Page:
Industry: Government Will Fail To Meet Migrant-Population Boom House-Building Targets

Population Boom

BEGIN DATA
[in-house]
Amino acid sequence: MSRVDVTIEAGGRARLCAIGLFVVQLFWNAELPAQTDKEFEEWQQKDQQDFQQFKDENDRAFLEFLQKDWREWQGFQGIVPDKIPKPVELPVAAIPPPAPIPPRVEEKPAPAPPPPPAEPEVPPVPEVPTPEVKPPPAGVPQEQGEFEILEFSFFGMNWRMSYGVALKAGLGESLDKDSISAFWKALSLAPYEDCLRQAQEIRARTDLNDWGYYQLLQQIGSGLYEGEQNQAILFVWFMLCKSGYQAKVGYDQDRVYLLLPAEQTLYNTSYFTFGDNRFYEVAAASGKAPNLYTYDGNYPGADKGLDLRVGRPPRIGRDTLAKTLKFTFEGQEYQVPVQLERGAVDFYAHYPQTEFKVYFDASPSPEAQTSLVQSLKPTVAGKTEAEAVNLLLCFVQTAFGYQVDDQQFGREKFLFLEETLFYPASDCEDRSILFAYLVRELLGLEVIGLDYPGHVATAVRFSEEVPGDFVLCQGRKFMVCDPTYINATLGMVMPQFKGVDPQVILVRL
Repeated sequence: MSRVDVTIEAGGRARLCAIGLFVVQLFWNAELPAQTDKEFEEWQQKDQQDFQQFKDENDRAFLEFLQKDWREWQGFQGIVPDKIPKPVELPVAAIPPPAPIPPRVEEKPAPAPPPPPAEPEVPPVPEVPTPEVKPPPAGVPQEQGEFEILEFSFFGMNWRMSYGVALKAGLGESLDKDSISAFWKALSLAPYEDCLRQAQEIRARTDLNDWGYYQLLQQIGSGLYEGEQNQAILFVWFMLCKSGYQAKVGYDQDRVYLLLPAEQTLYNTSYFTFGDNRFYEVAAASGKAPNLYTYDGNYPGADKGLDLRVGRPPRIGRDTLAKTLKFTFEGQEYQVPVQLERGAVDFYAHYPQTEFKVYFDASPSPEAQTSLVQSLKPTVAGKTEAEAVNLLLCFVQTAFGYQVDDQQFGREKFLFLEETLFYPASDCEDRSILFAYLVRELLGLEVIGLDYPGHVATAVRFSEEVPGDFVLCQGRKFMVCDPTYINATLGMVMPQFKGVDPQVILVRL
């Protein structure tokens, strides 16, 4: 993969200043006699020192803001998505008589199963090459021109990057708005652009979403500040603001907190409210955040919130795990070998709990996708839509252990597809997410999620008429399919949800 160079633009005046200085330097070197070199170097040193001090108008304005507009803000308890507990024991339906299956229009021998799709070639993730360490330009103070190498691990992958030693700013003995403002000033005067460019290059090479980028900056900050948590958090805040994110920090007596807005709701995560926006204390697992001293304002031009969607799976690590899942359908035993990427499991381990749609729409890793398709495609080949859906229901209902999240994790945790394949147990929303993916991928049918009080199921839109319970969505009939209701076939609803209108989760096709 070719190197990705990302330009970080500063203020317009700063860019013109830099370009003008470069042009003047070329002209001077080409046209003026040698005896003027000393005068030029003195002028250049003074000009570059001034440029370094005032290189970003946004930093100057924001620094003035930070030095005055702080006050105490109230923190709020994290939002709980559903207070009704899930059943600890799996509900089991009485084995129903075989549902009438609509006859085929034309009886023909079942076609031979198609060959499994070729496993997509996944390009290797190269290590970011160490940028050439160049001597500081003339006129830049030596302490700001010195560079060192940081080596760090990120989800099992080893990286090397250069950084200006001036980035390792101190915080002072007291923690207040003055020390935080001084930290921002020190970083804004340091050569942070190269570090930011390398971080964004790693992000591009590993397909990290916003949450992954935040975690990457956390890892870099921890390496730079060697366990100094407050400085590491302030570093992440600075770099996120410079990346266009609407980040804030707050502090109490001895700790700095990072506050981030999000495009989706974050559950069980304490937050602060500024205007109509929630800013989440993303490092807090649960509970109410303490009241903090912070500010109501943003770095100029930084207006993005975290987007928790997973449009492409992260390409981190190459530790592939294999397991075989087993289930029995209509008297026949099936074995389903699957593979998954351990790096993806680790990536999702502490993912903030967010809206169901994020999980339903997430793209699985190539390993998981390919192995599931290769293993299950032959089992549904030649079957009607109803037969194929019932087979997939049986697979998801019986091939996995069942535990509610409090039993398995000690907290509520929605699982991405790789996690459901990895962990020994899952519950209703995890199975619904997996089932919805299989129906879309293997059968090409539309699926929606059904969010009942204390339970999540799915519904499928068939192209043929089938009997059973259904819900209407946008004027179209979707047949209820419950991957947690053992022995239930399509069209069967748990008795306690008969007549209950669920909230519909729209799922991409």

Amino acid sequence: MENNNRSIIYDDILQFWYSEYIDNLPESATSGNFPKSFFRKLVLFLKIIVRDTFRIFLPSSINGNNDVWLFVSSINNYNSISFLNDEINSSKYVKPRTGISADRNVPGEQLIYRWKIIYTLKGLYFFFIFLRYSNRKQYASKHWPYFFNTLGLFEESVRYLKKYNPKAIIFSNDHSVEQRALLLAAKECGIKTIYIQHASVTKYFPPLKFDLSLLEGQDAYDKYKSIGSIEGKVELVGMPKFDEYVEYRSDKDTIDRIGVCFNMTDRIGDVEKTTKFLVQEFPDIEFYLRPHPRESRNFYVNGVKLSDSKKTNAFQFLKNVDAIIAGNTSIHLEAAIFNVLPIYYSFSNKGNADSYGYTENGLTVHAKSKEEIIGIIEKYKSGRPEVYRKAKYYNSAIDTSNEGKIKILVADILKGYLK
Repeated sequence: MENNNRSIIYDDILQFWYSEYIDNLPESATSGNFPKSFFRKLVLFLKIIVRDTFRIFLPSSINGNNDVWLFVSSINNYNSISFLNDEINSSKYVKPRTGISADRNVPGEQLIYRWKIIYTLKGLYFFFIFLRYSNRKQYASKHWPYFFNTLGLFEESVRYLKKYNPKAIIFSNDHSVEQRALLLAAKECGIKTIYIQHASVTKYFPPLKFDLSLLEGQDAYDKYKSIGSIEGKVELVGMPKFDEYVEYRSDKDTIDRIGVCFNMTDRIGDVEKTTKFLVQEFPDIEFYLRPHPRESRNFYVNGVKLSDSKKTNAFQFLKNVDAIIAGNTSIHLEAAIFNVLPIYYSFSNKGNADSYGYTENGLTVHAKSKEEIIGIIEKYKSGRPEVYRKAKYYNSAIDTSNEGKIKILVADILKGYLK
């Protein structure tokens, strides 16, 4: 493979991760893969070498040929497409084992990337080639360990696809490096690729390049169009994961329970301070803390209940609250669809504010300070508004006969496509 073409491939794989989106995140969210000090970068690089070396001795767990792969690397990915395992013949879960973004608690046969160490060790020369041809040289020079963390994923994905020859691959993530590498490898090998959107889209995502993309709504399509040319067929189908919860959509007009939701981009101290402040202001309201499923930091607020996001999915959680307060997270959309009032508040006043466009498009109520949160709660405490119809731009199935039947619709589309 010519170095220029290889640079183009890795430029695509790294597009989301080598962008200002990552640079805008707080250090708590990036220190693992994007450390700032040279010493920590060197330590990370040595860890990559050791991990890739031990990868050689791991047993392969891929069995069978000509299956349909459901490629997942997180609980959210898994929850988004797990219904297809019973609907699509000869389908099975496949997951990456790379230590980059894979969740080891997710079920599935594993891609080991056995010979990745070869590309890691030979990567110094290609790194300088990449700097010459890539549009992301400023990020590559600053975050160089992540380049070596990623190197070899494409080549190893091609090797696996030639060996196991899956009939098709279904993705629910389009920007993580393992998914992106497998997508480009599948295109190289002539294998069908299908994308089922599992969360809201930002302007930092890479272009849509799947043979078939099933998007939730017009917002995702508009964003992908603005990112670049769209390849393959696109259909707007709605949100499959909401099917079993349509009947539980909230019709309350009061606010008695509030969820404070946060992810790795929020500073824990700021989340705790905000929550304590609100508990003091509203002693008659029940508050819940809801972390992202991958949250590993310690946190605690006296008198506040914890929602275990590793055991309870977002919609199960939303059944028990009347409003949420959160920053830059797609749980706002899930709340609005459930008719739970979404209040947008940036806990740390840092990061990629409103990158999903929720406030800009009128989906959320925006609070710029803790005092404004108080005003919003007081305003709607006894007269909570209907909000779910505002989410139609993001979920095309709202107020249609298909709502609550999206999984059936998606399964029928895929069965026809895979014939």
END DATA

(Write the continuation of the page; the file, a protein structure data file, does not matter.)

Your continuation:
STOCKHOLM, July 3 (Reuters) – It is one of Swedish centre-left Prime Minister Stefan Lofven’s signature policies – building 700,000 homes in a decade to ease a shortage of dwellings that has business worried about attracting employees and policy makers fearing a property bubble. But Lofven’s plans may be pie in the sky, industry officials and analysts say. Decades of weak construction levels combined with a fast growing population has made new homes scarce. Over 80 percent of Sweden’s municipalities are suffering shortages, a 30 percent increase since last year, the National Board of Housing said. The shortage could be the Achilles heel of one of Europe’s fastest growing economies. It has contributed to house prices clocking up double digit annual growth, sparked fears of losing international business competitiveness and complicated central bank policy in an era of record low rates. For Lofven’s minority government, which faces an election in 2018, a failure to seriously dent the shortage may become a political handicap, given that housing construction was one of his main campaign promises. But strict regulations combined with lack of capacity in the construction sector mean Lofven’s plans will likely fall short, according to industry officials and analysts, while